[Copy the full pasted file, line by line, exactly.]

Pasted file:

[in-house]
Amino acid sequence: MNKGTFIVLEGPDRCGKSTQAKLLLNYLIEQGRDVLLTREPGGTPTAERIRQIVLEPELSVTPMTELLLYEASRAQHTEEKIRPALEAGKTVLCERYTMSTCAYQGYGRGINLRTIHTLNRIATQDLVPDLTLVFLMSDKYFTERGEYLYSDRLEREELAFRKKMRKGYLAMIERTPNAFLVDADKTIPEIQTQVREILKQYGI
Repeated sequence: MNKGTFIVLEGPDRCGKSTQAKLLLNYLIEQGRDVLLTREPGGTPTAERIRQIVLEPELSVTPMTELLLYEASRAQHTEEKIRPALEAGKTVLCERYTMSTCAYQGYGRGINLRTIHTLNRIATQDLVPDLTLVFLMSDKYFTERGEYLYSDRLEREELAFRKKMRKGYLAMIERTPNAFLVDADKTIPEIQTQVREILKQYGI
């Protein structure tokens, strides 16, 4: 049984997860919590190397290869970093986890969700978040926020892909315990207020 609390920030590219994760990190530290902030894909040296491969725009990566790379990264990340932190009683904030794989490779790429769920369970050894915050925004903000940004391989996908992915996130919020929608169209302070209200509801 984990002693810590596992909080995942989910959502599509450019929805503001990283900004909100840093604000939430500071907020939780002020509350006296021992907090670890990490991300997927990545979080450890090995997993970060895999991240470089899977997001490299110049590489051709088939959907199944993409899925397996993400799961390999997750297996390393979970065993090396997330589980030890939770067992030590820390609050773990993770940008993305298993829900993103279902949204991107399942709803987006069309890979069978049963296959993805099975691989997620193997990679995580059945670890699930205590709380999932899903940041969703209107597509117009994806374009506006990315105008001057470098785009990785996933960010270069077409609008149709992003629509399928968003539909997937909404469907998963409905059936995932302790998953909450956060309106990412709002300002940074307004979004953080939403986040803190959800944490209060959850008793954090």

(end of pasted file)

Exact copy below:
[in-house]
Amino acid sequence: MNKGTFIVLEGPDRCGKSTQAKLLLNYLIEQGRDVLLTREPGGTPTAERIRQIVLEPELSVTPMTELLLYEASRAQHTEEKIRPALEAGKTVLCERYTMSTCAYQGYGRGINLRTIHTLNRIATQDLVPDLTLVFLMSDKYFTERGEYLYSDRLEREELAFRKKMRKGYLAMIERTPNAFLVDADKTIPEIQTQVREILKQYGI
Repeated sequence: MNKGTFIVLEGPDRCGKSTQAKLLLNYLIEQGRDVLLTREPGGTPTAERIRQIVLEPELSVTPMTELLLYEASRAQHTEEKIRPALEAGKTVLCERYTMSTCAYQGYGRGINLRTIHTLNRIATQDLVPDLTLVFLMSDKYFTERGEYLYSDRLEREELAFRKKMRKGYLAMIERTPNAFLVDADKTIPEIQTQVREILKQYGI
């Protein structure tokens, strides 16, 4: 049984997860919590190397290869970093986890969700978040926020892909315990207020 609390920030590219994760990190530290902030894909040296491969725009990566790379990264990340932190009683904030794989490779790429769920369970050894915050925004903000940004391989996908992915996130919020929608169209302070209200509801 984990002693810590596992909080995942989910959502599509450019929805503001990283900004909100840093604000939430500071907020939780002020509350006296021992907090670890990490991300997927990545979080450890090995997993970060895999991240470089899977997001490299110049590489051709088939959907199944993409899925397996993400799961390999997750297996390393979970065993090396997330589980030890939770067992030590820390609050773990993770940008993305298993829900993103279902949204991107399942709803987006069309890979069978049963296959993805099975691989997620193997990679995580059945670890699930205590709380999932899903940041969703209107597509117009994806374009506006990315105008001057470098785009990785996933960010270069077409609008149709992003629509399928968003539909997937909404469907998963409905059936995932302790998953909450956060309106990412709002300002940074307004979004953080939403986040803190959800944490209060959850008793954090």